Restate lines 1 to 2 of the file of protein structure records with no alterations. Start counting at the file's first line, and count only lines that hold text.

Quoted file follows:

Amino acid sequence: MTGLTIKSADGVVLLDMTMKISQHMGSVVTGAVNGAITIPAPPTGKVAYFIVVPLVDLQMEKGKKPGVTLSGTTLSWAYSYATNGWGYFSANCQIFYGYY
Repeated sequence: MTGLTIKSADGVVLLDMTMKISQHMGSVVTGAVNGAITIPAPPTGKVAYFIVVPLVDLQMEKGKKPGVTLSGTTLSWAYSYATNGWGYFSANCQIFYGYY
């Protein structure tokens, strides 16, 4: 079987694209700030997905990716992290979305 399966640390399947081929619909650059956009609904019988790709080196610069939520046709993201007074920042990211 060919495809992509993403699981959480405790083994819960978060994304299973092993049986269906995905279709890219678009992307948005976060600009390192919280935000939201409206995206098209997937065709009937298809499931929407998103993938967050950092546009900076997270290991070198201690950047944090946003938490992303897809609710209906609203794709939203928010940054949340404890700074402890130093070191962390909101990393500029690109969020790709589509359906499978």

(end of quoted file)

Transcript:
Amino acid sequence: MTGLTIKSADGVVLLDMTMKISQHMGSVVTGAVNGAITIPAPPTGKVAYFIVVPLVDLQMEKGKKPGVTLSGTTLSWAYSYATNGWGYFSANCQIFYGYY
Repeated sequence: MTGLTIKSADGVVLLDMTMKISQHMGSVVTGAVNGAITIPAPPTGKVAYFIVVPLVDLQMEKGKKPGVTLSGTTLSWAYSYATNGWGYFSANCQIFYGYY